Place students in stations. Each station can represent a different standard. Have students choose cards to work on, or you can assign cards. Allow students to work independently and switch cards, or have students work together on each card.
Assign the number of cards you want completed prior to students beginning the task(s).
For more ideas on student groups, click HERE.
Classwork: Assign students specific standards to work on based on data you have accumulated through formative assessments.
Homework: Assign students additional practice at home with a few task cards.
Student Choice: Allow students to choose task cards based on skills they need to work on, or activities they are interested in completing.
For more rigorous activities for your students, visit my TpT store HERE.
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One of the most profound statements a teacher ever made to me went something like this: ‘I keep getting older, but they will always be 16. I’m trying to deal with that.’
Geesh! Let’s dissect that.
When I started teaching at 26, I was only 8 years older than my oldest student, and Facebook was a big deal. Now, “Facebook is for old people,” (yes, sadly that is a direct quote), and there are so many mediums to keep up with that I’ve given up. If I scroll too quickly on Instagram, it gives me a slight headache, and I have yet to appreciate recording a video that will disappear (Snapchat).
In contrast, I’ve watched students viciously scroll through Instagram with the appearance of processing everything they deem important. Being “Instagram Famous” is actually a thing, and Twitter has the power to make CEOs apologize and Pepsi pull ads. But in many classrooms, sit-and-get continues to reign supreme, technology is forbidden, and students are still handwriting essays.
In a world where apps are created by 10-year-olds, a businessman is president, and 130 characters can change the lives of many, our students need interactive, dynamic, and thought-provoking lessons that mirror their lives. Technology should be the rule, not the exception. That said, it may be time to evaluate your methods. If you are wondering if you are functioning in prehistoric times, check out my list below.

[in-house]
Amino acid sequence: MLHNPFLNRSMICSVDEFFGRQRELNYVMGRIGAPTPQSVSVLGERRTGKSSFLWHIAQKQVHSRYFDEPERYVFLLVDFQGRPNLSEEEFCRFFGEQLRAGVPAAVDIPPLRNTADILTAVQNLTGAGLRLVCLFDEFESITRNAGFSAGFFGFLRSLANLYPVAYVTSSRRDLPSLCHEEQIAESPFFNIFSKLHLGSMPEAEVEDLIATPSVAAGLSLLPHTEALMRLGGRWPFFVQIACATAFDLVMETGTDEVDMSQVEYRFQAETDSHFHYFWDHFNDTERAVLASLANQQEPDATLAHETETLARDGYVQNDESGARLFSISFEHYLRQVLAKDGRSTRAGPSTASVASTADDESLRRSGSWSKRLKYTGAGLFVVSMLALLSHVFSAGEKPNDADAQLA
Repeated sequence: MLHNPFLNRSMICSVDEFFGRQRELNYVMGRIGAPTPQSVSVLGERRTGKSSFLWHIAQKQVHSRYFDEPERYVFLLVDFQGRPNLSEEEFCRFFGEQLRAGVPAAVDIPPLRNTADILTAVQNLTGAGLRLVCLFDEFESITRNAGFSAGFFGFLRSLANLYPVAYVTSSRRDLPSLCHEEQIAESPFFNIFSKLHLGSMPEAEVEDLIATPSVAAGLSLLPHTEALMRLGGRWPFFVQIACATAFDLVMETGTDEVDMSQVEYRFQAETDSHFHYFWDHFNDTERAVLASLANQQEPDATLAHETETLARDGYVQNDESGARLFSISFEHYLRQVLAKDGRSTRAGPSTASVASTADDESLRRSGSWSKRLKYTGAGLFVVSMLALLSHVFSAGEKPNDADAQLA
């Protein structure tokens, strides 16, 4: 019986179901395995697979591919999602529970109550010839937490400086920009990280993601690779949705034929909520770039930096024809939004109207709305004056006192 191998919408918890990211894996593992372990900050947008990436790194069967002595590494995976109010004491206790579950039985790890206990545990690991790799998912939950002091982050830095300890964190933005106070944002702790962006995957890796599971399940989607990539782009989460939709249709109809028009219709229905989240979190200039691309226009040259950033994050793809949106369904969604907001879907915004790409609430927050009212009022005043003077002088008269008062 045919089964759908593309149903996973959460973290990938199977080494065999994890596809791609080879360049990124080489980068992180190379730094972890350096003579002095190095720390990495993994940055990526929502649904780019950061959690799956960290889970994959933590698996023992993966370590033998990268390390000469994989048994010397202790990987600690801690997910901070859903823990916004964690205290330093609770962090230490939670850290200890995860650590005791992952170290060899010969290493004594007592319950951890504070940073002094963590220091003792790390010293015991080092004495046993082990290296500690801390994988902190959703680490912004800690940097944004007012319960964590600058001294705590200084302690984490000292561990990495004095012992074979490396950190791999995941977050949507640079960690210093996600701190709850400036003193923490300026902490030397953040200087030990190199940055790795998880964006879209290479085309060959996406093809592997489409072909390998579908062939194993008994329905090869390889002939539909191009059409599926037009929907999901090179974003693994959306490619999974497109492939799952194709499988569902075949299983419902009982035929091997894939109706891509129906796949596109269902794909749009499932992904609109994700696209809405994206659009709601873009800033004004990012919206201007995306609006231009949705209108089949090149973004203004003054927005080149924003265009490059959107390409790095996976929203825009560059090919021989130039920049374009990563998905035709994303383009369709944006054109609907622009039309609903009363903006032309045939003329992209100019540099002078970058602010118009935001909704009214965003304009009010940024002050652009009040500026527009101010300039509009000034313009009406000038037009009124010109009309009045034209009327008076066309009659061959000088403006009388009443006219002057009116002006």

Take a Closer Look
#1) Consider that if students are taking too long to type, it is probably because no one allows or requires them to, which is problematic because typing is a necessary part of many professions. Additionally, if students are handwriting essays, that means you are wagging stacks of essays around as opposed to giving feedback electronically that students can always access.
#2) To be fair, if you are reading this article at work, you are off task. Also, how often do you get off task in department meetings? The truth of the matter is that the purpose of the group is to build community, teach cooperation, build skills, and to interact. The goal should not be to make students sit and whisper. I don’t know about you, but if I have to whisper in a group, I’d rather not participate.
Try this: place students in work stations with specific goals and time constraints. While they may not be on task the entire time they are working, they will achieve great things when they have parameters.
#3) There is always a reason to have a phone or electronic device out. ALWAYS. I have a friend who Googles everything we talk about. Her phone is at the ready for anything that may need clarity… She’s a lawyer.
My point is, there are purposes for phones in class other than annoying or ignoring the teacher. As educators, we just have to explore reasons for students to use their devices. In doing so, we make it much easier for them to put their phones away when asked.
#4) Google runs the world. There are many apps to support interactive learning. Teachers can create quizzes, share documents, and more. For more information about Google Classroom, click here.
#5) As a mother of a 4-year-old and a 9-year-old, engagement is always coupled with loud, rowdy, rambunctious behavior. In fact, when those things aren’t happening, someone has a fever. Now, to be fair, we obviously have behavior expectations in the learning environment that are different than home behaviors. However, it is unfair to children to expect that they sit quietly for extended periods of time. As a teacher, I enjoyed how “rowdy” they became because I could tell that they were really into what we were doing. What’s more, when I assessed them later, the overall proficiency of the class was far better after “rowdy” activities than when we were totally silent and working independently.